By M.D. Kittle
MADISON — Madison public school teachers are planning a “sick-in” to protest against Madison Metropolitan School District’s plan to resume in-person learning after nearly a year of failed virtual education.
The work action appears to have the tacit, if not official, approval of the teachers union.
Empower Wisconsin has obtained an email from Madison Teachers Inc. (MTI) faculty representatives encouraging all MMSD teachers to feign illness and ditch their teaching responsibilities.
The email urged staff to report to the district before 8 a.m. this morning that they had COVID-19 symptoms. A source with knowledge of the situation said there was a change of heart Wednesday, and now it looks like the work stoppage could happen on Monday, the first day teachers are to report to their buildings.
“I’m sure we all feel exhausted, or have consistent headaches, not really feeling our usual energetic selves. Are you picking up what I’m putting down here?” the email states.
“We need them to get thousands of responses on the google forms. Flood them. We are encouraging you and your staff to join us all in solidarity to show the district that we do not believe it is safe yet,” the union reps’ message implores.
MTI, like many other teachers unions across the state and country, has vehemently opposed any attempt to bring educators back to the classroom while the pandemic persists. The resistance movement continues despite the nation’s health experts urging schools to re-open, noting a raft of studies showing the relative safety of in-person learning.
Madison teachers are protesting what may be one of the slowest phase-ins of in-person education out there. Kindergarten students are the first to return to the classroom — on March 9 — in accordance with the MMSD plan to re-open schools. Students in first and second grades won’t be back in class until a week later. And 4-K students start back on March 23. There is no guidance on when the remaining grades will report back to the classroom.
A Madison teacher with knowledge of the situation said many Madison educators want to return to in-person learning. But the teachers driving the “sick-in” are clearly trying to send the district a message.
“It is a work action on behalf of the faculty representatives and members of MTI that agree with them to send a message that they don’t think it’s safe to go back,” said the teacher, who originally reached out to conservative talk show host Vicki McKenna.
The email message includes an example of the district’s online health screener, which asks staff a series of health questions to determine if they are well enough to teach. Of course, the vast majority of Madison teachers are working from their homes.
“Is your temperature greater than 100.4 degrees? …”Have you developed any of the following symptoms in the last 24 hours?” Symptoms include cough, shortness of breath or difficulty breathing, new loss of test or smell, nausea/vomiting — the standard COVID-10 check list.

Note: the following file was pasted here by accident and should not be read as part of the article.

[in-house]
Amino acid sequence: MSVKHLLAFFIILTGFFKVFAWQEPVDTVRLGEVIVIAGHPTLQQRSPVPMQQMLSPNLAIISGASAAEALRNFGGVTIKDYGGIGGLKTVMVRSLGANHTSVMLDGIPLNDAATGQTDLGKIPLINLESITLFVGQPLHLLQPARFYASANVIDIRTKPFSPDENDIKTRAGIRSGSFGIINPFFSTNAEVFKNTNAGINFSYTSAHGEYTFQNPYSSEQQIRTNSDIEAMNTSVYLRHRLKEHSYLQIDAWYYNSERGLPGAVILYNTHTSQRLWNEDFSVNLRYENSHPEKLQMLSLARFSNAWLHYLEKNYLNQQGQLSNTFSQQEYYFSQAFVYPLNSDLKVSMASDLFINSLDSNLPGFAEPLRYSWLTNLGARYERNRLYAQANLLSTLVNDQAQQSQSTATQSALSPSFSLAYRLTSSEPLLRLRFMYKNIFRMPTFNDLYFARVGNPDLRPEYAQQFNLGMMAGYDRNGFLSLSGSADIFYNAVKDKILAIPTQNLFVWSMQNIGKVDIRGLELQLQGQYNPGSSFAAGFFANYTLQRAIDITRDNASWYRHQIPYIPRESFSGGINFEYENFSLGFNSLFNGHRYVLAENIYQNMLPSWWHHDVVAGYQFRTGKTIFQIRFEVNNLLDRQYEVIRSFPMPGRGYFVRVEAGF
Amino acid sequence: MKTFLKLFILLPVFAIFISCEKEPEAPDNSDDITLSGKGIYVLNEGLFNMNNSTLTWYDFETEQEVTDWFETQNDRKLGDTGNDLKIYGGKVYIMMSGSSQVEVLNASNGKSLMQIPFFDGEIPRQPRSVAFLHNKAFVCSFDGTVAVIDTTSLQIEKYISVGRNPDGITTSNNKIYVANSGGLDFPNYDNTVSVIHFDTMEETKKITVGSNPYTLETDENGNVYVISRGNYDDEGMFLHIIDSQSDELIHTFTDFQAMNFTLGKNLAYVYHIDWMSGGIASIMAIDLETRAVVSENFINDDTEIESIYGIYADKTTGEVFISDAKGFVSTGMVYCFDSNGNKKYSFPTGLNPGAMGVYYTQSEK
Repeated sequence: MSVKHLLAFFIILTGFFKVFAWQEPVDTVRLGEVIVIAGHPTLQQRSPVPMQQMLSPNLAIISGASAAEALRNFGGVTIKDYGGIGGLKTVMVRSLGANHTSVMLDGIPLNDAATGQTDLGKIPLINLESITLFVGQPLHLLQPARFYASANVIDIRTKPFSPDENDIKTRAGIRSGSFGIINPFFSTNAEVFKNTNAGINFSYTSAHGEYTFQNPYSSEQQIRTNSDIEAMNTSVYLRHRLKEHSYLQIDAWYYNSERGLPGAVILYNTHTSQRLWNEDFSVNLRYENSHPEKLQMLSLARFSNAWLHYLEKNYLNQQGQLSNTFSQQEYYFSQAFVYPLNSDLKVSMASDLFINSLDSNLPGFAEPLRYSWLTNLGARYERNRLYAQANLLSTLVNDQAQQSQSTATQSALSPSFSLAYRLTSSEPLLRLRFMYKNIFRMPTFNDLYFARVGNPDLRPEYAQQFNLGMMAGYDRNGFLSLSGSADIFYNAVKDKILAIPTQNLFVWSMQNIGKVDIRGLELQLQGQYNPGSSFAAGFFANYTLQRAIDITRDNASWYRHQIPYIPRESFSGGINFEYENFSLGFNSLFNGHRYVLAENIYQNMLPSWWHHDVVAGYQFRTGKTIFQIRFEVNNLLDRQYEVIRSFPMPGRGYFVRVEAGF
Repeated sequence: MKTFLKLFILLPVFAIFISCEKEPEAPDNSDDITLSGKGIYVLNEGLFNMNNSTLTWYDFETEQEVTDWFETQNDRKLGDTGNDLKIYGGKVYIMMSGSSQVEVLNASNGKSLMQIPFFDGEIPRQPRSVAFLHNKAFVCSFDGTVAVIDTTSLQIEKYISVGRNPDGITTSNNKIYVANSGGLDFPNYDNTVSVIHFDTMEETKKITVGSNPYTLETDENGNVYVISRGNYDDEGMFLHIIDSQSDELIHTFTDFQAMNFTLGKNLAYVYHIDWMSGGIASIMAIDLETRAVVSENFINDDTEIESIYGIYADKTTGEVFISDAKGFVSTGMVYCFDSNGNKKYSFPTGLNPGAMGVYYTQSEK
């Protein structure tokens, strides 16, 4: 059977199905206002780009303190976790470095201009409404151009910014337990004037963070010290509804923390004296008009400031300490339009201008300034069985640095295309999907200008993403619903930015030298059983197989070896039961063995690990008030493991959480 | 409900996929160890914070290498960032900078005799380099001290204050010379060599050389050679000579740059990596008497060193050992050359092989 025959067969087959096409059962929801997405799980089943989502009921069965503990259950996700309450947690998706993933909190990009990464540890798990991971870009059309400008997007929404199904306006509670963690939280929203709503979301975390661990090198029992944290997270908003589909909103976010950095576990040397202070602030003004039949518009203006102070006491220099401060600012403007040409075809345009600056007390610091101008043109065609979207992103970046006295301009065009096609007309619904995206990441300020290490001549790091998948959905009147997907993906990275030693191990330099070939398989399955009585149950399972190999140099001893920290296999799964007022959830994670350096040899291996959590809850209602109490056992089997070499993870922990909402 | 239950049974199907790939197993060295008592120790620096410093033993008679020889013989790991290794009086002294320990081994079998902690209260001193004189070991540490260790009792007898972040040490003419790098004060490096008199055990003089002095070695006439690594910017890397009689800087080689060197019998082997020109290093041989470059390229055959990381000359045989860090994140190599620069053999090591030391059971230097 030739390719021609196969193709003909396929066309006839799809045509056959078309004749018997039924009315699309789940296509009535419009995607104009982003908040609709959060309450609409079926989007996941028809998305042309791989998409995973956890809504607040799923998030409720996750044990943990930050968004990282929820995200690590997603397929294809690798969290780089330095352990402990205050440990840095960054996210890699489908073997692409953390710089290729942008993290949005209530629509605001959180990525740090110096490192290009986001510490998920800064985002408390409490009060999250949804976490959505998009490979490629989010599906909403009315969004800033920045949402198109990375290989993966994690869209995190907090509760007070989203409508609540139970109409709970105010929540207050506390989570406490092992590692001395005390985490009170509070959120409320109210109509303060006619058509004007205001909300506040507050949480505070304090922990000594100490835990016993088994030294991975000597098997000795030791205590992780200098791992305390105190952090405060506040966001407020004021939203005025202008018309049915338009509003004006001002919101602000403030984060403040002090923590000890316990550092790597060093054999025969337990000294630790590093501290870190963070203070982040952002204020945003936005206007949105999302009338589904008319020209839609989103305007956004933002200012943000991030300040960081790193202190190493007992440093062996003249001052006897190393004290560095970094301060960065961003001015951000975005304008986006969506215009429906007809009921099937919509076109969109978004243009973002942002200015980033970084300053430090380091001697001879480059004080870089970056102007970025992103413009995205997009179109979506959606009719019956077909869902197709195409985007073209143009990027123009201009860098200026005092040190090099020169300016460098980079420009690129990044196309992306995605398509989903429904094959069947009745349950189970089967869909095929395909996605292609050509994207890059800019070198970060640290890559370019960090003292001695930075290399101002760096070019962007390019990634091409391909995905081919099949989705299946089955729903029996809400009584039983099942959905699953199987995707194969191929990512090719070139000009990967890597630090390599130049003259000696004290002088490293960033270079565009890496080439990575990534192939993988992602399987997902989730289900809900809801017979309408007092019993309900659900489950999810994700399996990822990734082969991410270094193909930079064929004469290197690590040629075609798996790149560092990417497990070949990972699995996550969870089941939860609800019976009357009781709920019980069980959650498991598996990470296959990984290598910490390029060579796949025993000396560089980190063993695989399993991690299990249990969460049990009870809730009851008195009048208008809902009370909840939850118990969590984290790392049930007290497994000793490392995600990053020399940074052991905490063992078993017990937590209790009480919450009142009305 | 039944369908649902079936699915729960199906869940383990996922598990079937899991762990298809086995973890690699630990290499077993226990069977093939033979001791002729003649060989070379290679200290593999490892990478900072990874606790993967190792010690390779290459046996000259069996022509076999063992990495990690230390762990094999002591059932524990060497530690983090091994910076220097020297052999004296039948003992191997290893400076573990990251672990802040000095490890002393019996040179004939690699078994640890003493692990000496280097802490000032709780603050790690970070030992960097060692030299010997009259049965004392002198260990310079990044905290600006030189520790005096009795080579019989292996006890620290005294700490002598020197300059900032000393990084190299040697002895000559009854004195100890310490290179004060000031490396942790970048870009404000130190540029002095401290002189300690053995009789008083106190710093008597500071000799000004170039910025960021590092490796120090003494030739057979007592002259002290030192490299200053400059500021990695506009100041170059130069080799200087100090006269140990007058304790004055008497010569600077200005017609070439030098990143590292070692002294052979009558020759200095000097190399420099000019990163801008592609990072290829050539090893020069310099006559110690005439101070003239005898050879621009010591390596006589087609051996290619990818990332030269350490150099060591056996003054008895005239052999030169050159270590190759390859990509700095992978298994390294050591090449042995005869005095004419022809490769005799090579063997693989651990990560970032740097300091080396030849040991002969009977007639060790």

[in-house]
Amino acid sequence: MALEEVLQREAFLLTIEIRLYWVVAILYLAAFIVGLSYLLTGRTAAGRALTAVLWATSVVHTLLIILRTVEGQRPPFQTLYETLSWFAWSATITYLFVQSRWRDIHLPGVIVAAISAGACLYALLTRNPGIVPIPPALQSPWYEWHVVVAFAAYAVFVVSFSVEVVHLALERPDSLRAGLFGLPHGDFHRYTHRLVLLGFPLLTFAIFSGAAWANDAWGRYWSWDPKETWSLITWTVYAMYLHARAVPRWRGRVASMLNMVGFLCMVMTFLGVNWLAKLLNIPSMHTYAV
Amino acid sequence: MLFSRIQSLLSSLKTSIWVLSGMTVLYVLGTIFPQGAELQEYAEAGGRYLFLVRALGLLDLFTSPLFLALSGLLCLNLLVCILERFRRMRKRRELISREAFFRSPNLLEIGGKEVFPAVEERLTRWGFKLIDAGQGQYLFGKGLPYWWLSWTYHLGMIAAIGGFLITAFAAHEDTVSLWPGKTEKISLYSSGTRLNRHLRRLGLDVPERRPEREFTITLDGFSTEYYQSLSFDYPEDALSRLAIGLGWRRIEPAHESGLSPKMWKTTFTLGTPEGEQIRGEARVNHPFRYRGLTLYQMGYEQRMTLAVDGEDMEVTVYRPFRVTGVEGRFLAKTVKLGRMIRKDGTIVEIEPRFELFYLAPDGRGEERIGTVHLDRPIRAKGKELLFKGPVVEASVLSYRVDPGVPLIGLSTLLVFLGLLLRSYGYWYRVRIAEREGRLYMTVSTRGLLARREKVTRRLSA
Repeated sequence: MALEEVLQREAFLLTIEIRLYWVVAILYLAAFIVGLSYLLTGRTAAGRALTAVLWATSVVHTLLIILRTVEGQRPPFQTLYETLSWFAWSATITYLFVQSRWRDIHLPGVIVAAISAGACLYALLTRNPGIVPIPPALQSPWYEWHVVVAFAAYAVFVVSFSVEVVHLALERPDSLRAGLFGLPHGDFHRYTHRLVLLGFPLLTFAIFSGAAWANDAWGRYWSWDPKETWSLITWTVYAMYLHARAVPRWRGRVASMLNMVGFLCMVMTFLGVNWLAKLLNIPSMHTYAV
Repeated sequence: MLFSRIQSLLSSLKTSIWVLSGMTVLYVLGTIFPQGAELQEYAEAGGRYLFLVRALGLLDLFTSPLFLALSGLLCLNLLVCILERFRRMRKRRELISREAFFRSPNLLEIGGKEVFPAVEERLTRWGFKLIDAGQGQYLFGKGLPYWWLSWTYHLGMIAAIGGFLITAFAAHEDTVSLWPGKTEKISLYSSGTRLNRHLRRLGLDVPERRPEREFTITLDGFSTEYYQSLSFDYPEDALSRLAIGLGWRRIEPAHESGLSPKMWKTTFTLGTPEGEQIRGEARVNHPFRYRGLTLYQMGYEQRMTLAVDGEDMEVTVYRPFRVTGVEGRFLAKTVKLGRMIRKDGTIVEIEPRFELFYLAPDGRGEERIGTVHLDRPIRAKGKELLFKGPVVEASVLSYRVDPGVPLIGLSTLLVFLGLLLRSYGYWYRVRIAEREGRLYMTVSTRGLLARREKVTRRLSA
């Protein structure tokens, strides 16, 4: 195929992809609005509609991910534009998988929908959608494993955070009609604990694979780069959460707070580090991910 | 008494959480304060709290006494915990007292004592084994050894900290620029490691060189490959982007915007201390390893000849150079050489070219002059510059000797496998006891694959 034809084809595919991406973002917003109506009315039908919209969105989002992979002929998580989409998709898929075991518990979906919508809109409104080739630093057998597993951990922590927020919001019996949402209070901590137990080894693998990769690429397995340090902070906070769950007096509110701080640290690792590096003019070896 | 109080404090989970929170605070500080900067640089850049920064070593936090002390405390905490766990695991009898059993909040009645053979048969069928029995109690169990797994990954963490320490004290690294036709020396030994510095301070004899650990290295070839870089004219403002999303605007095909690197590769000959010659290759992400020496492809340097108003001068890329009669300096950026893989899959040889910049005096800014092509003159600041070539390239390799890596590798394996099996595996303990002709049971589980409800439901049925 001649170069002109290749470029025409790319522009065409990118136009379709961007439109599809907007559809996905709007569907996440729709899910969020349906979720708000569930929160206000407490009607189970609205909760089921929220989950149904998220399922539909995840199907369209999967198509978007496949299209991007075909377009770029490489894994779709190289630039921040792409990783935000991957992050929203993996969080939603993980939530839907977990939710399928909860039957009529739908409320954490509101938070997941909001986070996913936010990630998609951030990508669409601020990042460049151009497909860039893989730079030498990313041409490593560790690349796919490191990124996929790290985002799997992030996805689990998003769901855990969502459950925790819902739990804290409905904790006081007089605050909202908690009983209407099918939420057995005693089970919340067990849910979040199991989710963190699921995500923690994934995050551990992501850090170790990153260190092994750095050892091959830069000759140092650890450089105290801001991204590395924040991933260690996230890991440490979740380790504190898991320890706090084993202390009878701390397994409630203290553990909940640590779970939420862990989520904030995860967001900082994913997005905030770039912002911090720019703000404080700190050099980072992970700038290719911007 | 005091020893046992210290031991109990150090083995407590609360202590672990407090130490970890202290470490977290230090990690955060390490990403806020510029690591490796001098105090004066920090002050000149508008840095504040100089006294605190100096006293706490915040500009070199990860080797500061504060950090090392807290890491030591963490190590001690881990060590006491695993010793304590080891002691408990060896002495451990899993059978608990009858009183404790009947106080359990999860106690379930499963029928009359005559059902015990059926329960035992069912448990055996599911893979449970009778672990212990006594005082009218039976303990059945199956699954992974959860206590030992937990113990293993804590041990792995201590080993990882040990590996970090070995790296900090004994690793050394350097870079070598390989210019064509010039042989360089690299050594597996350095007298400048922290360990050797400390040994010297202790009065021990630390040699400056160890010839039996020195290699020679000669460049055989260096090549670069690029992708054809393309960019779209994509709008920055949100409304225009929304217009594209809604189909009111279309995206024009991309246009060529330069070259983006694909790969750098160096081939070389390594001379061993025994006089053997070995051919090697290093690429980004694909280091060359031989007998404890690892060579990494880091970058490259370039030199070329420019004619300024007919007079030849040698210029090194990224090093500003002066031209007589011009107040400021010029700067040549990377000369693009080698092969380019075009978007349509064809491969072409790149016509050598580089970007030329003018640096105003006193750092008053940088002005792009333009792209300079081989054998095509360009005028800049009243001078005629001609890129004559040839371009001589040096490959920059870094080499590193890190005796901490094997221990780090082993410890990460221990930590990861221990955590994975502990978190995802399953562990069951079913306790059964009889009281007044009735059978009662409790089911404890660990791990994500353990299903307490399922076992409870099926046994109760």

“If you answered YES to any of the above questions, do not work in-person today. Instead, complete this confidential Google Form so that we can reach out to you with next steps,” the health screener advises. “Please notify your supervisor that you will not be working in-person. In addition to the symptom check found above, you can find the District’s decision guide on when to come to work here.”
It’s not clear how many teachers plan to report “symptoms,” how many are “picking up” what union faculty reps are “putting down.” But the sick-in could cause a substantial disruption to education and MMSD families.
In an another email to teachers obtained by Empower Wisconsin, MTI union chief Edward A. Sadlowski notes he is aware of the communication. Sadlowski advises MMSD employees to “be honest when answering any health screener.” Then he quickly adds:
“We understand that some may feel pressured to answer ‘No’ to all the questions presented on the District’s health screener when one should answer ‘Yes’. You do not have to, and should not, work when demonstrating COVID-19 symptoms.”
The union leader asserts teachers are experiencing the “psychological fragility and resultant health symptoms brought on by the prolonged health crisis.”
The teacher who spoke to Empower Wisconsin said while MTI may not officially support the work stoppage, it isn’t doing anything to stop the work stoppage.
“They could have had a better action plan for students,” he said. “We have nurses in our schools who have to categorize and take COVID forms in. The last thing we want to do is face getting these systems miscategorized and confused.”
A spokesman for the school district did not return Empower Wisconsin’s request for comment.
The plan to feign illness and protest the re-opening policy is reminiscent of the sick-ins a decade ago this month.
After then-Gov. Scott Walker unveiled what became known as Act 10, reforms to the state’s public sector collective bargaining laws, teachers called in sick and forced district across the state to shut down. Many of the teachers turned out for mass protests at the state Capitol. In some cases, sympathetic doctors were showing up and handing out phony sick notes to truant educators. It’s against the law for teachers to go on strike in Wisconsin.